“Look, there are some days where we basically get paid for free,” you might say. “We come in, do what we love, go home, and we’re done. No fuss/no muss. But there are other days where we really have to earn our paycheck – each and every penny of it. Today just happens to be one of those days. So get ready to dig in and really enjoy the challenge of the challenge I have for you, today!”

Helping your staff develop the confidence (and competence) to tackle new and more challenging tasks is key to increasing their value-added back to you. And if you review their Lessons Learned after each assignment, you’ll help them see that they are both learning and truly earning their paycheck which, contrary to popular belief, is something that most people are proud to do.

Your thoughts?


Leadership Move #16: Brainstorm WITH

Image Source: Pixabay

Much has been said about ‘brainstorming’ – and much actually misses the point!

Brainstorming is “a group problem-solving technique that involves the spontaneous contribution of ideas from all members of the group,” and is an excellent way to teach your staff how to think more creatively, constructively, deeply, widely, strategically, consistently and a variety of other adverbs that you’d like them to be able to do when they think through the issues and implications they face.

But when they don’t already know how to brainstorm effectively, what’s a boss to do?

  1. You can brainstorm FOR them – This is how most bosses do it. Rather than coach, mentor, teach, or show how to analyze and assess, most bosses just answers all the questions and surface all the options themselves. Staff’s role is to just back and wait. Does this work? Well, up to a point, yes it does – if by ‘yes’ you mean it brings everyone up to speed on a topic. But if you think it through, you’ll realize that this particular approach actually teaches staff how NOT to think, how NOT to wonder, and how NOT to consider much on their own. Why? Because the boss is already doing all the work (and seems to WANT to do all the work) so staff says, ‘Fine, YOU do it, then.’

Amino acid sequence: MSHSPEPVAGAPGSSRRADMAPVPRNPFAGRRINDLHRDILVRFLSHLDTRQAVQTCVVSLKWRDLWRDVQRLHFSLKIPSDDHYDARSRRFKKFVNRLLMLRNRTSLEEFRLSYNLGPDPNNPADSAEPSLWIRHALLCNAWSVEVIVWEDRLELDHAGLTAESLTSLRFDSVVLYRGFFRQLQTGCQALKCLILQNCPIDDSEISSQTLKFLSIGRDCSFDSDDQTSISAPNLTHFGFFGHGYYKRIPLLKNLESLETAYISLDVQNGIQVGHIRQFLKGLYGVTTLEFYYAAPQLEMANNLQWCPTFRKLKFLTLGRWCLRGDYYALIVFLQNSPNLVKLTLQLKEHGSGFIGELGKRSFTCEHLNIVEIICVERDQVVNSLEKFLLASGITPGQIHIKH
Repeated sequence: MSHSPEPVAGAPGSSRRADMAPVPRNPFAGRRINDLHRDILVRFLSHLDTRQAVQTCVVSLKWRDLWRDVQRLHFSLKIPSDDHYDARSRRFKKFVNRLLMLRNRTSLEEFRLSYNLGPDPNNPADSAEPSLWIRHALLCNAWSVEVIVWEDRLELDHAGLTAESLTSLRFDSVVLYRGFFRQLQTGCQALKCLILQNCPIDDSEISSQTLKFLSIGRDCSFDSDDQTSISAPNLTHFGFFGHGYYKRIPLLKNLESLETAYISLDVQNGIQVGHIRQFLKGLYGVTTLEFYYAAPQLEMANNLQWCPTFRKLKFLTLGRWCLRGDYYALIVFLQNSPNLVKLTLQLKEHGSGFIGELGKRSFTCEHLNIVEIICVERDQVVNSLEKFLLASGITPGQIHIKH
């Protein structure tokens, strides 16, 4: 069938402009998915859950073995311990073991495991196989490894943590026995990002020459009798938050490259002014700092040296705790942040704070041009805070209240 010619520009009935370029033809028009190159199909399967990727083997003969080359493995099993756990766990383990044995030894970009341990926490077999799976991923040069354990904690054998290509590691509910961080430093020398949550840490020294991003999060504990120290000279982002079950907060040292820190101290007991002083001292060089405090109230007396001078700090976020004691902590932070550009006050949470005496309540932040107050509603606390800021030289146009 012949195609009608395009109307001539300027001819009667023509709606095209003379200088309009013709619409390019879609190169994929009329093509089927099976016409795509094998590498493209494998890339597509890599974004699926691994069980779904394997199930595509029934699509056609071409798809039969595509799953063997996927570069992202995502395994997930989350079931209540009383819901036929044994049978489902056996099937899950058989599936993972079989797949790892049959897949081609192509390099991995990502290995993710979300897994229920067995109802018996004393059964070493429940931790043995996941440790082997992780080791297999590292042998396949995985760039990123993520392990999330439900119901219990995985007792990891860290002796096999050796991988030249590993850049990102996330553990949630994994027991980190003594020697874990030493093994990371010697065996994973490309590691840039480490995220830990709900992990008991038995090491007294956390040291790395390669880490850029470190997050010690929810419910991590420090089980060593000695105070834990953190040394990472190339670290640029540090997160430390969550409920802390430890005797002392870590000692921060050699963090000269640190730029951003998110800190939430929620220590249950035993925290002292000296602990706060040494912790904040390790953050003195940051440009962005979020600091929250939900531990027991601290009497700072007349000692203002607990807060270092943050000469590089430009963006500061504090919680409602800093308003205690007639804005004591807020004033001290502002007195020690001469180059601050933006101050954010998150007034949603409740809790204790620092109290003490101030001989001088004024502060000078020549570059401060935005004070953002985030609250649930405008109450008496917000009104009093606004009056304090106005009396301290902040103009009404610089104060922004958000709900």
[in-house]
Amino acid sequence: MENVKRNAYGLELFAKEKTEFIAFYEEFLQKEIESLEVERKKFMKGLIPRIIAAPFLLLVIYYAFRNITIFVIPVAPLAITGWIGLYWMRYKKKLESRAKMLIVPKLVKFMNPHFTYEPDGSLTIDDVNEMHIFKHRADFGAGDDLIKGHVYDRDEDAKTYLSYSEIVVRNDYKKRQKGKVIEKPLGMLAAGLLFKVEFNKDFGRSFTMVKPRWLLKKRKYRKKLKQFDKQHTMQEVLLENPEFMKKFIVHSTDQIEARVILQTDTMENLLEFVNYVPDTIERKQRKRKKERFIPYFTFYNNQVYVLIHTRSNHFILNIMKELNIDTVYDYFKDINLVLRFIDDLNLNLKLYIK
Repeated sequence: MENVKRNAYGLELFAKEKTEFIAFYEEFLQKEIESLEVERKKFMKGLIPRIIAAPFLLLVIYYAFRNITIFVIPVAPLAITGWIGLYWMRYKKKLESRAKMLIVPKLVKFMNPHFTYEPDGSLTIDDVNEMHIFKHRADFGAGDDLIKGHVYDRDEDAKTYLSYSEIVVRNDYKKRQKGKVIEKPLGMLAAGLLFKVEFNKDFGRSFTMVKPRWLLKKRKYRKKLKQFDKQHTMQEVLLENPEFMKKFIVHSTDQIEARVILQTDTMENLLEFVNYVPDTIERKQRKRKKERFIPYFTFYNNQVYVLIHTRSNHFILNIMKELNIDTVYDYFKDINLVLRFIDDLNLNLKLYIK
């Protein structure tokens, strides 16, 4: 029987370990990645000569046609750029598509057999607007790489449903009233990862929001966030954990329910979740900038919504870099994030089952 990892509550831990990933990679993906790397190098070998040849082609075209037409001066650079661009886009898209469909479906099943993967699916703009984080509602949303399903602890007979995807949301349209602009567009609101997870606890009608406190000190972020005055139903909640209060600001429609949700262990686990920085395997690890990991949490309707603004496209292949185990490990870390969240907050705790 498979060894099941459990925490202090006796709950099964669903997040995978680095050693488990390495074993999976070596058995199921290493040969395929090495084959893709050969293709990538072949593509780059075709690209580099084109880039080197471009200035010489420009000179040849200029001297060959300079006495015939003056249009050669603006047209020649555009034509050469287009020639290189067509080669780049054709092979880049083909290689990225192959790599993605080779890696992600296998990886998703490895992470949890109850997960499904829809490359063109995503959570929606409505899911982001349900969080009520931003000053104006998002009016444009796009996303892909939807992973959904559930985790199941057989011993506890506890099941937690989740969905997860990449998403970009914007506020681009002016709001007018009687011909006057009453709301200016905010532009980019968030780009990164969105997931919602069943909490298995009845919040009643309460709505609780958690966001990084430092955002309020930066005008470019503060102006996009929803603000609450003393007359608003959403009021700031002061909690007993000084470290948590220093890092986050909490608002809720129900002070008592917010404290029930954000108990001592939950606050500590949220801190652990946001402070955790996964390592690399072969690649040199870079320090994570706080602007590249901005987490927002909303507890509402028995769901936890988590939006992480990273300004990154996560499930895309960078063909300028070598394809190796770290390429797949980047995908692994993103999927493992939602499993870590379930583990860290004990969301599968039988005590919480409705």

2. You can tell them to brainstorm by THEMSELVES – For more advanced teams, this is actually the choice of choice. But many work groups honestly don’t know where to start or don’t know what to do when the nay-saying kicks in. So for this lesser experienced teams, not much really gets accomplished when the boss just throws an issue ‘over the wall’ like that. In fact, many teams will procrastinate, if not entirely ignore your request, in hopes you’ll either forget about it or will revert back to brainstorming FOR them once they’re reminded.